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Antibodies to neurotransmitters as tools to evaluate the transmission network/function by immunofluorescence

Spotlight on GABA-glutamate system throwdown!


Glutamate (Glu) and gamma-aminobutyric acid (GABA) are the major neurotransmitters (NTs) in the brain. Being respectively the most common excitatory and the chief inhibitory NTs, Glu and GABA work together through balanced interactions to control many processes, e.g. the overall brain excitation level, and thus maintain homeostasis. However, while prolonged imbalance in glutamatergic and/or GABAergic signaling transmissions is often associated to diseases, such as autism spectrum disorders, neuropsychiatric and mood disorders, and schizophrenia, NT levels can also be affected by external factors and by autoimmunity and genetic disorders. In those diseased conditions, intracellular contents of Glu and GABA as well as their anatomical and functional network are found impaired. Therefore, evaluating anatomo-phenotypic and functional Glu and GABA transmission is critical to address these networks, and thus requires appropriate experimental tools.

To this end, we thus developed and validated antibodies directed against Glu (#IS1001, polyclonal) and GABA (#IS039, monoclonal, and #IS1006, polyclonal). While allowing for the selective immunocytochemical visualization of the putative glutamatergic and GABAergic system networks, our antibodies are perfectly suitable to evaluate these NT-related networks / functions.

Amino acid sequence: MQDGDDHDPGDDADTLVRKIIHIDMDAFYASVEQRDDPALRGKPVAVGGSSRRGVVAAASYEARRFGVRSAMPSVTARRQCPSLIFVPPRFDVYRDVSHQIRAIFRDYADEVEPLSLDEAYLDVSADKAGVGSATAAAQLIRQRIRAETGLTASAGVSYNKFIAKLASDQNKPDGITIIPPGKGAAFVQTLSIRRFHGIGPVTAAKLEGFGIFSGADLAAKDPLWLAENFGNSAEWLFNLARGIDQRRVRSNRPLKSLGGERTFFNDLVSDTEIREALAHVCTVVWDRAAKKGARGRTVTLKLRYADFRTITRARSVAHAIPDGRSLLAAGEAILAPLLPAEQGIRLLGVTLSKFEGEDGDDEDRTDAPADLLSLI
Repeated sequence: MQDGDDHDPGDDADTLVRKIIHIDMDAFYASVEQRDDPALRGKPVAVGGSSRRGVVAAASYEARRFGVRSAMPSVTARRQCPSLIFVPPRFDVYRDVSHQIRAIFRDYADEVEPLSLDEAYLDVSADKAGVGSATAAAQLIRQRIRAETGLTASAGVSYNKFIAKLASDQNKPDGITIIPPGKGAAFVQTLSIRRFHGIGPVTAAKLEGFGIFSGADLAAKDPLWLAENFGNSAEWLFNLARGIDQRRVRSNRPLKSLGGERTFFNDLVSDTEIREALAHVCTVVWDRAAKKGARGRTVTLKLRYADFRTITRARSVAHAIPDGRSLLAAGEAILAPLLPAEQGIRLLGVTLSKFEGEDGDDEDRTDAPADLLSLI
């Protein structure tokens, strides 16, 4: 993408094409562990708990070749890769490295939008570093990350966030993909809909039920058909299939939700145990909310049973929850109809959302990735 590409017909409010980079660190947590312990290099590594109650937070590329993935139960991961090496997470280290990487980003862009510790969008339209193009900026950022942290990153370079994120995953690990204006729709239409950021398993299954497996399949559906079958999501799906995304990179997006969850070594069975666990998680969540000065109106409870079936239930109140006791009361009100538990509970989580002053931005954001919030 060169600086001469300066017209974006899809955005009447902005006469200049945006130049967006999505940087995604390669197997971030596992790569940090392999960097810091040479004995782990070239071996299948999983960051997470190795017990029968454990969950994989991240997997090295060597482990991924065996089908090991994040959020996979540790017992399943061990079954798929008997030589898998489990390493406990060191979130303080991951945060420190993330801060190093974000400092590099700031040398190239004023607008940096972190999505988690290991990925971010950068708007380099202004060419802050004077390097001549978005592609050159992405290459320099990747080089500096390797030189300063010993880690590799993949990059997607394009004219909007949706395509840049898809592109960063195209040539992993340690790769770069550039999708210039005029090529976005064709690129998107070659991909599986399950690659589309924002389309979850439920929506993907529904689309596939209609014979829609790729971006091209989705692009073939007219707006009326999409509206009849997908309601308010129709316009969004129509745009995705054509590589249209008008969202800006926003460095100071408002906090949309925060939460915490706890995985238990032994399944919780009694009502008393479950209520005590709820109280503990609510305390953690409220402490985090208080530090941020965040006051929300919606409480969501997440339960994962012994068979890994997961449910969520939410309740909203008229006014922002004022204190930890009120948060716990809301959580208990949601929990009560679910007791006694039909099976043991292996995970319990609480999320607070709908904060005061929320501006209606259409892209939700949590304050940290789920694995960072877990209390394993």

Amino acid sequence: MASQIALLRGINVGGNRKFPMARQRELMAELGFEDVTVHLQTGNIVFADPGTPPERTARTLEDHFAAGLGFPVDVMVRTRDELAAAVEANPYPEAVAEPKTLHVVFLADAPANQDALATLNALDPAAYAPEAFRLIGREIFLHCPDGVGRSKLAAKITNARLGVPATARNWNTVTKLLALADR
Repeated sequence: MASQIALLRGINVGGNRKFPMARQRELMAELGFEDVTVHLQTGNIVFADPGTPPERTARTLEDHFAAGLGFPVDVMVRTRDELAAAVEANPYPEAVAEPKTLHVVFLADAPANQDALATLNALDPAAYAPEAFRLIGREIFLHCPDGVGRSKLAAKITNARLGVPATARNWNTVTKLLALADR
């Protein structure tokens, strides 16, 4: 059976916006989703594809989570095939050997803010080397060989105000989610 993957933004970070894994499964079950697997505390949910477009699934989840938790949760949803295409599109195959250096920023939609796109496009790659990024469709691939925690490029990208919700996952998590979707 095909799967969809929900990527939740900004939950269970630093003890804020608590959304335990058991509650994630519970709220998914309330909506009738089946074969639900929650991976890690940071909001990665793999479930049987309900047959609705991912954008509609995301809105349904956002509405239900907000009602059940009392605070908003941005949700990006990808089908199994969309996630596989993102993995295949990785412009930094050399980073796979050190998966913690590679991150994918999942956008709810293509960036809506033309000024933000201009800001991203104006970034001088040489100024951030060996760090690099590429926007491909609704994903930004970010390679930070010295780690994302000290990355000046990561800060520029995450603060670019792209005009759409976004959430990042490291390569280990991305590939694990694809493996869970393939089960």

Figure 1: GABAergic neuronal network in a mature rat cortical culture revealed through GABA immunoreactivity detection using either our mouse monoclonal GABA antibody (#IS039) in green or rabbit polyclonal GABA antibody (#IS1006) in red, with the STAINperfect immunostaining kit A. GABAergic network is identically revealed by both antibodies (yellow on the overlay) which evidence the cortical GABAergic neurons as well as their rich and dense neuritic extensions.

Figure 2: GABAergic network and glutamatergic cell populations in a mature rat cortical culture revealed by GABA and Glu immunoreactivity detection using mouse monoclonal (#IS039) and rabbit polyclonal (#IS1001) antibodies, respectively, with the STAINperfect immunostaining kit A.

As expected, immunostainings reveal a rich cortical GABAergic system (cell bodies and branches – displaying a punctiform profile) in addition to the glutamate-positive cell population. While GABA neurons are also glutamate-positive (white arrows), arrowheads point glutamate-positive GABA-negative cells, which can be either astrocytes or glutamatergic neurons.